So, you want to build something wearable but you’re not sure how to power it? You’re in luck-- this guide will help you pick the right battery for your wearable electronics project.

First, it’s important to know how much power your circuit uses. For most circuits, just look up the maximum current draw for each component, and add them together. Then pick a battery that matches or exceeds your amperage needs. A 1.5v rechargeable AAA battery that stores 750 milliamp-hours can theoretically output 750 milliamps for an hour, or half as much current for twice as long. If you have three in a battery pack, it can give you three times the voltage, 4.5V, at the same 750milliamp-hours.

A FLORA (30mA), GPS (20mA), and eight NeoPixels (on blue only - 20mA each), total up to 210 milliamps of current draw:

30 + 20 + (20*8) = 210mA

So a three AAA pack (750mA) can easily run the project for about three hours:

750mAh/210mA = 3.57 hours

In reality your pixels are probably not on full brightness all the time, and will therefore draw less current than you calculated. This power supply "overhead" is a good thing and means you’re not going to overtax your battery.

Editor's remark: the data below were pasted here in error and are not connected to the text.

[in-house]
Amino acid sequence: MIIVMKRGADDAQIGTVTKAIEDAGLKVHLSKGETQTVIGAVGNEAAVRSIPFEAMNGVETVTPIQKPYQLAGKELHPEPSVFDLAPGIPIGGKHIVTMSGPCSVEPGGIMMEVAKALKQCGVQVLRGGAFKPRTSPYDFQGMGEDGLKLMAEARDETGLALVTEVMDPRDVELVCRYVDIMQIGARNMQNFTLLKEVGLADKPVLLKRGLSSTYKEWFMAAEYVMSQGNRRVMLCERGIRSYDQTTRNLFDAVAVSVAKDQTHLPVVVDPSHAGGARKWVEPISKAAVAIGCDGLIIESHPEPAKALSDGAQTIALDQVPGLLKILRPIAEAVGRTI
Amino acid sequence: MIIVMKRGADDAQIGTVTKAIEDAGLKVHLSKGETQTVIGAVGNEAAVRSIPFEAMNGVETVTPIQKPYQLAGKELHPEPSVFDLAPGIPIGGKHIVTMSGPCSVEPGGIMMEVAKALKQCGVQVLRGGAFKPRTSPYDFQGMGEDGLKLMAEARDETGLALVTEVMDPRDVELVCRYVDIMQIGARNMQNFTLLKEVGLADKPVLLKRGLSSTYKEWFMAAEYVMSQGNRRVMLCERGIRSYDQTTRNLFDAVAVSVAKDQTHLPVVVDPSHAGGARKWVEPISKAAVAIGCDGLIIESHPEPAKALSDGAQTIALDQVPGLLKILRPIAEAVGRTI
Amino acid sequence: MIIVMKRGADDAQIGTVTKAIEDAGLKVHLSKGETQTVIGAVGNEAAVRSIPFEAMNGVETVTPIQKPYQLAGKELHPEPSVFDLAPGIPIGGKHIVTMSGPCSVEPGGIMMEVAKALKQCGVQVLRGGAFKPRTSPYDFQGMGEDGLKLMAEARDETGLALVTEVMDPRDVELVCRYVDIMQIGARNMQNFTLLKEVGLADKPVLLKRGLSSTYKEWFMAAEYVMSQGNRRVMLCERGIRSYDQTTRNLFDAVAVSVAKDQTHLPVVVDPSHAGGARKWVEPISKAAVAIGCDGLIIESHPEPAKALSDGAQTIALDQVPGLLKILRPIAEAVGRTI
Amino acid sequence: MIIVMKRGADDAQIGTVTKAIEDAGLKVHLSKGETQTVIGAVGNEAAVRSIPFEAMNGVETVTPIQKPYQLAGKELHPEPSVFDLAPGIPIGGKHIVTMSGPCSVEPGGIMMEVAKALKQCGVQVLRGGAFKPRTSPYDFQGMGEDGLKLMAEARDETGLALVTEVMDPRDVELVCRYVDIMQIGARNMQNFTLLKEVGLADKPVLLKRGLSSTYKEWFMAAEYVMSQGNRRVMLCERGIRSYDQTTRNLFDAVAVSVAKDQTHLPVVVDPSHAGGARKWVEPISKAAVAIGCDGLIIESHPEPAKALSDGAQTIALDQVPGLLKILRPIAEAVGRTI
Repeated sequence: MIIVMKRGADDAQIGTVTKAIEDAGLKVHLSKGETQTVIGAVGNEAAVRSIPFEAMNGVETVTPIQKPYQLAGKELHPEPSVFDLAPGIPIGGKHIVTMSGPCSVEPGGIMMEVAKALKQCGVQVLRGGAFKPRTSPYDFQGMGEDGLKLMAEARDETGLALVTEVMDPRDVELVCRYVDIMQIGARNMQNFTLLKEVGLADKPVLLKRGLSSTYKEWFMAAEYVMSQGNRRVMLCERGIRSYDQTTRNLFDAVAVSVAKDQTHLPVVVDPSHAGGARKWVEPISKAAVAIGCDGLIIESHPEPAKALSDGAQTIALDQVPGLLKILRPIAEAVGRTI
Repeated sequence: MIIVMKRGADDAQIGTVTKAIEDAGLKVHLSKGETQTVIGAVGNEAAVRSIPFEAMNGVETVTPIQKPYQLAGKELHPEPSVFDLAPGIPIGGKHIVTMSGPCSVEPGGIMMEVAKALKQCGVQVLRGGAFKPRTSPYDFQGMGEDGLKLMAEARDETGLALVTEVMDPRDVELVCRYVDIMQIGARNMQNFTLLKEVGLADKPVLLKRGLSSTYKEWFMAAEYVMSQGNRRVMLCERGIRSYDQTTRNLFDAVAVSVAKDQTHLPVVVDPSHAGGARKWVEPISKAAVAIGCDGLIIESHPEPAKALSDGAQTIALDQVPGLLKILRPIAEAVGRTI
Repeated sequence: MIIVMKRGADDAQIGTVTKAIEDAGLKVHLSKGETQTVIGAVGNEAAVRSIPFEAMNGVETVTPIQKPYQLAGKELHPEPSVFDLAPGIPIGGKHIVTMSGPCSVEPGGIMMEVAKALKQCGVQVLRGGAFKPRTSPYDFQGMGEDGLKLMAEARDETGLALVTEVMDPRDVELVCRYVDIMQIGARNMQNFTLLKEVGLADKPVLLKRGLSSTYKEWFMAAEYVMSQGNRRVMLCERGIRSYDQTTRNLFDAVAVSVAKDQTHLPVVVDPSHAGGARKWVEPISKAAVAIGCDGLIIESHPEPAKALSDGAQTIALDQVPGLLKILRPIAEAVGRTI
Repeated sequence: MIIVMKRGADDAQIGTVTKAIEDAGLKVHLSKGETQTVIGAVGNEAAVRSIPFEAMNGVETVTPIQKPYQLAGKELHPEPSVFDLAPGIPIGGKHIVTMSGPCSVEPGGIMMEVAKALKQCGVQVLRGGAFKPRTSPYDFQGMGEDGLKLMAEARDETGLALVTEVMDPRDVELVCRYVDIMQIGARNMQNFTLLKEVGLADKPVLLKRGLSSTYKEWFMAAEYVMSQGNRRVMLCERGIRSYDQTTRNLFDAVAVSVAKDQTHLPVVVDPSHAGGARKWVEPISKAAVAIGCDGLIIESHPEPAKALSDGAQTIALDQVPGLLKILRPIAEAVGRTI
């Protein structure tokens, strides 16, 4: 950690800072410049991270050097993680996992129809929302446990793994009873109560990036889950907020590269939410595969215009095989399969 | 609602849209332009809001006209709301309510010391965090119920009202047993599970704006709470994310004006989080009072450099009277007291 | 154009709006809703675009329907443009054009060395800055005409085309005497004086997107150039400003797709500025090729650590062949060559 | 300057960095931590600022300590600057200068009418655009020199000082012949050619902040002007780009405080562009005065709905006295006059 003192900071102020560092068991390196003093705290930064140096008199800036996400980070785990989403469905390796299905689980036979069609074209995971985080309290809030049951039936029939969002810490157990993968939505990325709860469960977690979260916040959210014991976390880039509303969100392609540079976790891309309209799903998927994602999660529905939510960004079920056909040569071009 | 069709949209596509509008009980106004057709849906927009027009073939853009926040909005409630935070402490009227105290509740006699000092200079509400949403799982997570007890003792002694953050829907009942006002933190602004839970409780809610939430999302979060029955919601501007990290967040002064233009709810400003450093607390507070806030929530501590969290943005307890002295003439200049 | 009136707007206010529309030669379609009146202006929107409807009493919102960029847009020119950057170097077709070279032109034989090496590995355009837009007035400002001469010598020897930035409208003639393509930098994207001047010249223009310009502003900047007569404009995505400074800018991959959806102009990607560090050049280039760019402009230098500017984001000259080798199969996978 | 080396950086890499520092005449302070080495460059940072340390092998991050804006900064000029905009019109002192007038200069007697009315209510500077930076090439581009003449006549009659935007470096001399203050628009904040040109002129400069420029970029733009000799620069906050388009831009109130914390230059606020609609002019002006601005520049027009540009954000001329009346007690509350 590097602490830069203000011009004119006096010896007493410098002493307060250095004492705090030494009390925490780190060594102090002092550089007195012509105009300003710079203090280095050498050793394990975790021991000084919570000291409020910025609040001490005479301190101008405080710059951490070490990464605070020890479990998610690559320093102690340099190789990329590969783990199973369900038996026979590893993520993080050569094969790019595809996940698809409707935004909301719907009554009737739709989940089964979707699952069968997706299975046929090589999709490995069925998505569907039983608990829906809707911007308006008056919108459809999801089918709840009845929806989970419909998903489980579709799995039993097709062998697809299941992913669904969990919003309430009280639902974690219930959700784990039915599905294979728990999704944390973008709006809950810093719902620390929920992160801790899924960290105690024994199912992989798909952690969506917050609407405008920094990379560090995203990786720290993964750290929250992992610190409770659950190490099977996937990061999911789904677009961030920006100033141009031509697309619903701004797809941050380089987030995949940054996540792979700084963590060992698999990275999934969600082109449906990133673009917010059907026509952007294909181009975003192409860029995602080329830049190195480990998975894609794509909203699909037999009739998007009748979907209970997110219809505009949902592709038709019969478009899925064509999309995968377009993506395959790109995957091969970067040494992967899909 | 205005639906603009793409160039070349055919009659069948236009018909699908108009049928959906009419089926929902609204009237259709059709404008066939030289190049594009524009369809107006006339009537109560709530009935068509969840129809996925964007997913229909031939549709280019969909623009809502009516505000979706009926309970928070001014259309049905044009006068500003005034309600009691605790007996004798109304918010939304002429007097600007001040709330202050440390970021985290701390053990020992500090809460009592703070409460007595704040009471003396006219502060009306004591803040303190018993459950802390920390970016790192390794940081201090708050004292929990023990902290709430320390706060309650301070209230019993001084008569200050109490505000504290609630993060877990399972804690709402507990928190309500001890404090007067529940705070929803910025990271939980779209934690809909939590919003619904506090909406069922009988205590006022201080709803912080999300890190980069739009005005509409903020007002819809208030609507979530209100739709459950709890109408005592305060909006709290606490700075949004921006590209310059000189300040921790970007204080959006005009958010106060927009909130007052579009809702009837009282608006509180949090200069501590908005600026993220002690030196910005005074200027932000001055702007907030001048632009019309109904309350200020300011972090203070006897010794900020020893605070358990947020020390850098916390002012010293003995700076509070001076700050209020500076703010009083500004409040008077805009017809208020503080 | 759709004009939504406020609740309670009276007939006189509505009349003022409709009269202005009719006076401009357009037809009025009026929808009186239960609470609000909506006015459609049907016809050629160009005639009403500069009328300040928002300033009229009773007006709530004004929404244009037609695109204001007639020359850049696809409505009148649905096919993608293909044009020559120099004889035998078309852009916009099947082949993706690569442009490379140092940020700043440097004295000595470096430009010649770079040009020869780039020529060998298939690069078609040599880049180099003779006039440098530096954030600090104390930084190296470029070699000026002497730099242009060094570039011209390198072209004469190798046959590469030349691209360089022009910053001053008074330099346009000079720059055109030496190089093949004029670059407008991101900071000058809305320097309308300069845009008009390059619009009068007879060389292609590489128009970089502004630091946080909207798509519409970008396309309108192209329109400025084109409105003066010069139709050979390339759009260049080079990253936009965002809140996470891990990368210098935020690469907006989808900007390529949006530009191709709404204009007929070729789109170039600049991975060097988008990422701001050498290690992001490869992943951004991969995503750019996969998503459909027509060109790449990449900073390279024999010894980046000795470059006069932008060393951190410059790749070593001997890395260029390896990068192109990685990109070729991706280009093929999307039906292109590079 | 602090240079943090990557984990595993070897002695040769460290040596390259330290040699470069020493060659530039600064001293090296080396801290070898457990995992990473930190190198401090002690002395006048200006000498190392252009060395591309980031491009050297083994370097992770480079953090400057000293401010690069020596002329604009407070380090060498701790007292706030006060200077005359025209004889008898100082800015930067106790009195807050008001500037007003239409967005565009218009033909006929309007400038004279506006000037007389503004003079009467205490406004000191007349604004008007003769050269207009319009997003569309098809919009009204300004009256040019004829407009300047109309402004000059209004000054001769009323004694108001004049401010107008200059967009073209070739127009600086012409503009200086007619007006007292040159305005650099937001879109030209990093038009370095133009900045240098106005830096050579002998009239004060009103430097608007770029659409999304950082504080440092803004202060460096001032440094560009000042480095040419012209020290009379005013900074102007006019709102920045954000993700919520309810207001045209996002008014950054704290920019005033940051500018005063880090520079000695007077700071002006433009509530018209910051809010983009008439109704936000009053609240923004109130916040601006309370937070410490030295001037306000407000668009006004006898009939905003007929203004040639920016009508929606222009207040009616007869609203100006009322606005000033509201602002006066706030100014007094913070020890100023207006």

However depending on your code your circuit is running, your battery life could vary dramatically! For instance a circuit that randomly pulses one of eight LEDs every minute will use much less power than the same circuit with all eight LEDs on full brightness the whole time.

You can also measure the current draw of your circuit using a benchtop power supply or a multimeter. We usually prototype our projects using a plug-in power option, then switch to battery power later. It’s just one fewer thing to troubleshoot.

We hope this helps you pick the perfect battery for your project! Check out the batteries, holders, and chargers in the Adafruit shop.

This guide was first published on Aug 18, 2015. It was last updated on Aug 18, 2015.